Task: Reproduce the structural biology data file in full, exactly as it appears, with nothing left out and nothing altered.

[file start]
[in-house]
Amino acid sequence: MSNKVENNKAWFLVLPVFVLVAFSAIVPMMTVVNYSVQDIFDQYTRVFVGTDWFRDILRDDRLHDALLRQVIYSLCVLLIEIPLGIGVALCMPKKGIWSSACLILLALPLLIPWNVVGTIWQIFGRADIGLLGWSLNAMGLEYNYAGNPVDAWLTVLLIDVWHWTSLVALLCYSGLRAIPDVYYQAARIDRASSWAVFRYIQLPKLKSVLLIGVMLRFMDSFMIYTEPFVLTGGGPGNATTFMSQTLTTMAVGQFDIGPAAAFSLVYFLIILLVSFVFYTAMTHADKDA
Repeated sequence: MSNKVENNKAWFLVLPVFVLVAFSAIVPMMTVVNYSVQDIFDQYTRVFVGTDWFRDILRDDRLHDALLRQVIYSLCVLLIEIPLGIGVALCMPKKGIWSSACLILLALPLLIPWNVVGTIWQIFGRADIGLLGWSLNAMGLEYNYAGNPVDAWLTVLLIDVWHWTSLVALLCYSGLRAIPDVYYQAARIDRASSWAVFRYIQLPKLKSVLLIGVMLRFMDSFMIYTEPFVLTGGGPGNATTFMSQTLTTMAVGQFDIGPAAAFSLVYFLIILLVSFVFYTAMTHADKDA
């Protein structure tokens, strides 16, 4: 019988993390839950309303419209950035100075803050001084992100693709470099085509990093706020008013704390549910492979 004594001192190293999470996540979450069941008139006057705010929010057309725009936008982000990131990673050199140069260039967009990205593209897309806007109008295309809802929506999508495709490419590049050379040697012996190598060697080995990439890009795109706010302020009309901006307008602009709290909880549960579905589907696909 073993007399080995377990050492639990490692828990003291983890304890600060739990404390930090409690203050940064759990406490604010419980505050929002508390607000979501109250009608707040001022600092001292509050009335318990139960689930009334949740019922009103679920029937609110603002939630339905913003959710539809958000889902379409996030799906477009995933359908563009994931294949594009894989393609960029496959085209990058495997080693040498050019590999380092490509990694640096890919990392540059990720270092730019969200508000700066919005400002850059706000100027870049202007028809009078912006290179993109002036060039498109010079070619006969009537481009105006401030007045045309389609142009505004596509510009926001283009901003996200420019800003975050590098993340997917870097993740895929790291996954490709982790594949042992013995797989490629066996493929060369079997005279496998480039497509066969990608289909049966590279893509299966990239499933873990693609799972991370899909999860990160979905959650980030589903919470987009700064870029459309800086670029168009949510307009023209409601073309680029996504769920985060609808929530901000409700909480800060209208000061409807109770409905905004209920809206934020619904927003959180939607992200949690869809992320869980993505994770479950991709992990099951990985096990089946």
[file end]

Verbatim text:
[in-house]
Amino acid sequence: MSNKVENNKAWFLVLPVFVLVAFSAIVPMMTVVNYSVQDIFDQYTRVFVGTDWFRDILRDDRLHDALLRQVIYSLCVLLIEIPLGIGVALCMPKKGIWSSACLILLALPLLIPWNVVGTIWQIFGRADIGLLGWSLNAMGLEYNYAGNPVDAWLTVLLIDVWHWTSLVALLCYSGLRAIPDVYYQAARIDRASSWAVFRYIQLPKLKSVLLIGVMLRFMDSFMIYTEPFVLTGGGPGNATTFMSQTLTTMAVGQFDIGPAAAFSLVYFLIILLVSFVFYTAMTHADKDA
Repeated sequence: MSNKVENNKAWFLVLPVFVLVAFSAIVPMMTVVNYSVQDIFDQYTRVFVGTDWFRDILRDDRLHDALLRQVIYSLCVLLIEIPLGIGVALCMPKKGIWSSACLILLALPLLIPWNVVGTIWQIFGRADIGLLGWSLNAMGLEYNYAGNPVDAWLTVLLIDVWHWTSLVALLCYSGLRAIPDVYYQAARIDRASSWAVFRYIQLPKLKSVLLIGVMLRFMDSFMIYTEPFVLTGGGPGNATTFMSQTLTTMAVGQFDIGPAAAFSLVYFLIILLVSFVFYTAMTHADKDA
């Protein structure tokens, strides 16, 4: 019988993390839950309303419209950035100075803050001084992100693709470099085509990093706020008013704390549910492979 004594001192190293999470996540979450069941008139006057705010929010057309725009936008982000990131990673050199140069260039967009990205593209897309806007109008295309809802929506999508495709490419590049050379040697012996190598060697080995990439890009795109706010302020009309901006307008602009709290909880549960579905589907696909 073993007399080995377990050492639990490692828990003291983890304890600060739990404390930090409690203050940064759990406490604010419980505050929002508390607000979501109250009608707040001022600092001292509050009335318990139960689930009334949740019922009103679920029937609110603002939630339905913003959710539809958000889902379409996030799906477009995933359908563009994931294949594009894989393609960029496959085209990058495997080693040498050019590999380092490509990694640096890919990392540059990720270092730019969200508000700066919005400002850059706000100027870049202007028809009078912006290179993109002036060039498109010079070619006969009537481009105006401030007045045309389609142009505004596509510009926001283009901003996200420019800003975050590098993340997917870097993740895929790291996954490709982790594949042992013995797989490629066996493929060369079997005279496998480039497509066969990608289909049966590279893509299966990239499933873990693609799972991370899909999860990160979905959650980030589903919470987009700064870029459309800086670029168009949510307009023209409601073309680029996504769920985060609808929530901000409700909480800060209208000061409807109770409905905004209920809206934020619904927003959180939607992200949690869809992320869980993505994770479950991709992990099951990985096990089946």